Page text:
Project Status



Project Type:  Protected Spring

Regional Program: Western Kenya WaSH Program

Impact: 140 Served

Project Phase:  Under Construction
Estimated Install Date (?):  02/17/2023

Project Features


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Linet Wechuli Spring is unprotected and open to contamination, making the water unhealthy to consume for the 140 people living in Burundu.

Contaminated water can transmit diseases such diarrhoea, cholera, dysentery, typhoid and polio. Contaminated drinking-water is estimated to cause 502 000 diarrhoeal deaths each year. - WHO Africa

During a recent visit, a community member shared sorrowful news with our field officer. "It is barely one week since I lost my nephew because of [a] waterborne disease, something that could have been prevented if known earlier," said Esther Anyera, 56. Esther is seen below collecting water from the very spring that harmed her nephew.

"[I] have been using this waterpoint since I got married here, and, truly speaking, it has caused more pain than harm. So please, we need your assistance to save more lives."

And even though contamination is the spring's most harmful flaw, its issues don't stop there. Those collecting water also waste their valuable time waiting in lines at the spring and risk injury collecting water due to the source's dangerous access area.

Community members must endure long queues because each individual must carefully climb into the collection area and scoop up water one small container at a time, dumping water into their larger container. It is painfully slow and eliminates the precious time they could use for other essential things like producing income. It is also risky, especially during the rainy season when the area becomes very slippery.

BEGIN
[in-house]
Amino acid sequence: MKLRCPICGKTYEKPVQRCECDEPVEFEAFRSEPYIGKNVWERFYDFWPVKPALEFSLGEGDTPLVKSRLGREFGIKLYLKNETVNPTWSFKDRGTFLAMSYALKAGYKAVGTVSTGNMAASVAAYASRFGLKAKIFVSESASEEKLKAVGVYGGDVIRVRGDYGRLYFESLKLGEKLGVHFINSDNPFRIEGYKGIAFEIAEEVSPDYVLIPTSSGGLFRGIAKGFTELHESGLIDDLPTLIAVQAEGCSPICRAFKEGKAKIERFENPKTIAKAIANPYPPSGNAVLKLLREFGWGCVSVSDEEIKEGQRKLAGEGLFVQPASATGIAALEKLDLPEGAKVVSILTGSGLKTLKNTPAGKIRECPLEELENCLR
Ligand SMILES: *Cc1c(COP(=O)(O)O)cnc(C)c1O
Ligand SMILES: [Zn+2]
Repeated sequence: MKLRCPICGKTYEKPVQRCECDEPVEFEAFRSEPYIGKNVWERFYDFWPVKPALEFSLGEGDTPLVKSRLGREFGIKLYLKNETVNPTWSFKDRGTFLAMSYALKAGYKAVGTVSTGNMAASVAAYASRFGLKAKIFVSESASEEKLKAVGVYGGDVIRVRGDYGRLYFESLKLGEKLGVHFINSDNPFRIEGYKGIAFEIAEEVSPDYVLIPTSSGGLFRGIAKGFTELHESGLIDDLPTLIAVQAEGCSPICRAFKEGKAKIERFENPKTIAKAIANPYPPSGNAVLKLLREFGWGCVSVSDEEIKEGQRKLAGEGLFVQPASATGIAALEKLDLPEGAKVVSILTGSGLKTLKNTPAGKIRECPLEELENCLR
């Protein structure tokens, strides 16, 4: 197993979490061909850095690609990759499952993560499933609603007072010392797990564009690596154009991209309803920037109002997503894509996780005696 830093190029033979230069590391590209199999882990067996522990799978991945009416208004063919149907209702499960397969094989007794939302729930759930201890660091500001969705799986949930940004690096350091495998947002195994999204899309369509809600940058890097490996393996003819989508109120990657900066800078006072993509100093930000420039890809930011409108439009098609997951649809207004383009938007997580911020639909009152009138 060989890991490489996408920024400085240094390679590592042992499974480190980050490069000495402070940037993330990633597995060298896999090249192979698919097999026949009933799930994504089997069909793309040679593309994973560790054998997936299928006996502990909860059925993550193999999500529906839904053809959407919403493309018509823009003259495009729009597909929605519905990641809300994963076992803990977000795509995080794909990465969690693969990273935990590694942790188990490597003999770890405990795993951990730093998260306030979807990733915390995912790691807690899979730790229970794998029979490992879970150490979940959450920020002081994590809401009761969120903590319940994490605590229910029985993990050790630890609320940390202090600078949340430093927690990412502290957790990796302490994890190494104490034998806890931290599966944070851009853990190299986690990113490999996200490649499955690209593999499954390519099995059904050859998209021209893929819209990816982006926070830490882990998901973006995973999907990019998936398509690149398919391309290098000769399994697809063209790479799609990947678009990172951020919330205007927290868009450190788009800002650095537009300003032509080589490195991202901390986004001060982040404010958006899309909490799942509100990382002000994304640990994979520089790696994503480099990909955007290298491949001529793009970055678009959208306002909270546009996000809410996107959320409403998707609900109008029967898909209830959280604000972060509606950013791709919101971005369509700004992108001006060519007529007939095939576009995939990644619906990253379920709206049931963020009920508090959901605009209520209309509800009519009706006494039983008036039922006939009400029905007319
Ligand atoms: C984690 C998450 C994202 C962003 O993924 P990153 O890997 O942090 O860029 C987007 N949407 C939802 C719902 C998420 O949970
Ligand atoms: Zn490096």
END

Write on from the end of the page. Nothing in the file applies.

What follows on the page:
Children are not immune since they also contribute to water collection. Often, the time they could be at school or studying is reduced because of the slow process.

"This is our only water source which we use for all our water uses, so you will find we go to fetch water more than five times to try [to] meet our daily demand, and remember, we are not alone, which takes a lot of time queuing and waiting. If assisted, we will save on time used to fetch water," said Mitchelle M., a 14-year-old girl from Burundu shown above.

Everyone in Burundu eagerly awaits their spring's protection so they can drink water without fearing the worst and get back to tasks they need to accomplish for their daily lives to improve.

What We Can Do:

Spring Protection

Protecting the spring will help provide access to cleaner and safer water and reduce the time people have to spend to fetch it. Construction will keep surface runoff and other contaminants out of the water. With the community's high involvement in the process, there should be a good sense of responsibility and ownership for the new clean water source.

Fetching water is a task predominantly carried out by women and young girls. Protecting the spring and offering training and support will, therefore, help empower the female members of the community by freeing up more of their time and energy to engage and invest in income-generating activities and their education.

Training on Health, Hygiene and More